Security with Windows Data Execution Prevention (DEP)

Data Execution Prevention protects a system (e.g. Windows XP SP2 or later) by disabling code execution from data pages. Most of the malicious programs like viruses, spyware etc use buffer overrun flaws in programs to inject and execute their own code. Malicious programs copy executable code into data memory and manipulate the program counter to start executing that code. DEP uses Hardware support (in the CPU) and some software based techniques to prevent code execution from stack and heap memory as both are supposed to store only data.

When an application is launched, OS allocates it a Virtual Address Space (VAS) consisting of memory pages. Each of the pages in a VAS are marked either as code or data. Size of each page depends on the processor. Hardware DEP monitors if a program tries to execute instructions from pages that are marked as data only page. Whenever this happens the CPU generates an exception which is handled by the OS which in turn terminates the offending application.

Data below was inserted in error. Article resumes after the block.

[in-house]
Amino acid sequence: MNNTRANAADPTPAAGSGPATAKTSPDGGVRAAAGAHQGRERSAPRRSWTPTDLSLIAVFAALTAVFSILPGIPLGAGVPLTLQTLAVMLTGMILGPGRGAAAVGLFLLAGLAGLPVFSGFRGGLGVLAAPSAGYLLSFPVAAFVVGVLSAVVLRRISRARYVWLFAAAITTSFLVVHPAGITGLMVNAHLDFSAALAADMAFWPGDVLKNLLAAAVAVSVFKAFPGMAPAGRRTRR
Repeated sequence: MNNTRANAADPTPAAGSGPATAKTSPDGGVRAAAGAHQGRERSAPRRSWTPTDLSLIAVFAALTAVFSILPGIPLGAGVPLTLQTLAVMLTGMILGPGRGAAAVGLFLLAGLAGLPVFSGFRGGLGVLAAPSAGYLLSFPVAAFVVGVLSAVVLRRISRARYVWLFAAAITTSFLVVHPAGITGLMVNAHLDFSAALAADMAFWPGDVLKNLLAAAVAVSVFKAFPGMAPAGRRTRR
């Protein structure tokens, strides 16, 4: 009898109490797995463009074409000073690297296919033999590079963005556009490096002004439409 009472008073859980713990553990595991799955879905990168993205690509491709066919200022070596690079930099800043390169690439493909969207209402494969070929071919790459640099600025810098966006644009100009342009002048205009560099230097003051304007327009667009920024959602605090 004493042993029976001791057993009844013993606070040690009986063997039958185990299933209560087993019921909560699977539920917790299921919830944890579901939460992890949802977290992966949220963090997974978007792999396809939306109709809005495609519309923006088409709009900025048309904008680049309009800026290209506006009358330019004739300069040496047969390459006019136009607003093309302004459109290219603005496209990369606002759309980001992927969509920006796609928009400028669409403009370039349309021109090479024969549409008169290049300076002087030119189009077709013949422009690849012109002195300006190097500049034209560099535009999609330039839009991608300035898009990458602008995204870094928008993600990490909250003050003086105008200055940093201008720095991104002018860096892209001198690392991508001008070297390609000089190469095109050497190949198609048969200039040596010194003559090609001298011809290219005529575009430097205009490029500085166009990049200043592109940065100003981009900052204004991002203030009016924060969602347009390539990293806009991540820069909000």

Intel x86 based processors provide XD bit (Execute Disable bit) for operating systems to implement hardware DEP. AMD has similar bit named NX bit (No Execute bit).

Software-enforced DEP is another form for protection implemented in software (as in Windows XP SP2). It doesn’t need NX bit support in the CPU. This mechanism only provide protection from malicious code which uses flaws in Structured Exception Handling support available in the Windows OS.

To explore and play with DEP settings on your Windows system, go to Start -> Settings -> Control Panel -> System -> System Properties -> Advanced Tab -> (Performance) Settings -> Data Execution Prevention.

Data Execution Prevention screen on Windows XP SP2

Data Execution Prevention screen on Windows XP SP2

Have safe computing!

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